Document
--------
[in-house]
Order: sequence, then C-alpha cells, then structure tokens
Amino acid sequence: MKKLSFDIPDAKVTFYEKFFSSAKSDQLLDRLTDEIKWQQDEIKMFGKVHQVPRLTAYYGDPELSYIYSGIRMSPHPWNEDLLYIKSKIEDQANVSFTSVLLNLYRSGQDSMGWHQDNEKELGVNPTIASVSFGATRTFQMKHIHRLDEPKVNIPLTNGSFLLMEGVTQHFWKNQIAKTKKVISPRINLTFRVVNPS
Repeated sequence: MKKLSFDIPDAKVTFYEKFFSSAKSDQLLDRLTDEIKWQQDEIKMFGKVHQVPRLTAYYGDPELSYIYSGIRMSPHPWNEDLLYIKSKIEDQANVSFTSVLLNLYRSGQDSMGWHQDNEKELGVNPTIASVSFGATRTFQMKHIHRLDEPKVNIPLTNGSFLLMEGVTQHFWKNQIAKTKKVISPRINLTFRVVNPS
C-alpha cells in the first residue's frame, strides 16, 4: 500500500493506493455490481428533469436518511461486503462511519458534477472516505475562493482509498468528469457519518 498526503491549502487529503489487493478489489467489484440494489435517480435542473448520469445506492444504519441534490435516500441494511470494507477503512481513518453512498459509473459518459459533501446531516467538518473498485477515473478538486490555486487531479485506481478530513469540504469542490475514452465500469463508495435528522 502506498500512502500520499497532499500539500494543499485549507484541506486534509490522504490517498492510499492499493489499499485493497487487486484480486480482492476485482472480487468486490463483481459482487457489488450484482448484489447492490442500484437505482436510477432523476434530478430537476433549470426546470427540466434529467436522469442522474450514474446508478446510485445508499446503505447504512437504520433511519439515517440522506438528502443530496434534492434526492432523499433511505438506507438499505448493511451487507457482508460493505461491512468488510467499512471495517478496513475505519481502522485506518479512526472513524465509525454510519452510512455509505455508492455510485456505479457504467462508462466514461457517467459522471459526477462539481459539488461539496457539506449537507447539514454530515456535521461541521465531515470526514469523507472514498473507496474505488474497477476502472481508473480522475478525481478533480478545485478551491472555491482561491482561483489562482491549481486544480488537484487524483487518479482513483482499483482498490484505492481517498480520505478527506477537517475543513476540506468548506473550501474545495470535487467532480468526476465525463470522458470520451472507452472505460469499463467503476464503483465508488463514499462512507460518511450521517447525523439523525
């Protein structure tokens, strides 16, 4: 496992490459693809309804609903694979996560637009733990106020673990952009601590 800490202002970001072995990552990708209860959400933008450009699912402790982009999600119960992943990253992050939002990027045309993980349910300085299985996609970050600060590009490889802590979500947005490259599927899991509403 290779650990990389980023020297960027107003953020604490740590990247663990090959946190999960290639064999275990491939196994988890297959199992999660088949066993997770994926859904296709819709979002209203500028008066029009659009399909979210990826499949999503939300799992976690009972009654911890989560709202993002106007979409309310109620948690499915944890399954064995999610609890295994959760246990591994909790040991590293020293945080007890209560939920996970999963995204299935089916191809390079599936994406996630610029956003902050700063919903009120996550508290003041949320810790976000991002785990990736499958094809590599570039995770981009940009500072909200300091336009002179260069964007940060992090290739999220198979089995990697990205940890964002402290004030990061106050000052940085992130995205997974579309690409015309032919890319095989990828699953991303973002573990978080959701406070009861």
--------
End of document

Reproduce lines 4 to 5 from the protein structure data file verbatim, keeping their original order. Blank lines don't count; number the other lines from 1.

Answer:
Repeated sequence: MKKLSFDIPDAKVTFYEKFFSSAKSDQLLDRLTDEIKWQQDEIKMFGKVHQVPRLTAYYGDPELSYIYSGIRMSPHPWNEDLLYIKSKIEDQANVSFTSVLLNLYRSGQDSMGWHQDNEKELGVNPTIASVSFGATRTFQMKHIHRLDEPKVNIPLTNGSFLLMEGVTQHFWKNQIAKTKKVISPRINLTFRVVNPS
C-alpha cells in the first residue's frame, strides 16, 4: 500500500493506493455490481428533469436518511461486503462511519458534477472516505475562493482509498468528469457519518 498526503491549502487529503489487493478489489467489484440494489435517480435542473448520469445506492444504519441534490435516500441494511470494507477503512481513518453512498459509473459518459459533501446531516467538518473498485477515473478538486490555486487531479485506481478530513469540504469542490475514452465500469463508495435528522 502506498500512502500520499497532499500539500494543499485549507484541506486534509490522504490517498492510499492499493489499499485493497487487486484480486480482492476485482472480487468486490463483481459482487457489488450484482448484489447492490442500484437505482436510477432523476434530478430537476433549470426546470427540466434529467436522469442522474450514474446508478446510485445508499446503505447504512437504520433511519439515517440522506438528502443530496434534492434526492432523499433511505438506507438499505448493511451487507457482508460493505461491512468488510467499512471495517478496513475505519481502522485506518479512526472513524465509525454510519452510512455509505455508492455510485456505479457504467462508462466514461457517467459522471459526477462539481459539488461539496457539506449537507447539514454530515456535521461541521465531515470526514469523507472514498473507496474505488474497477476502472481508473480522475478525481478533480478545485478551491472555491482561491482561483489562482491549481486544480488537484487524483487518479482513483482499483482498490484505492481517498480520505478527506477537517475543513476540506468548506473550501474545495470535487467532480468526476465525463470522458470520451472507452472505460469499463467503476464503483465508488463514499462512507460518511450521517447525523439523525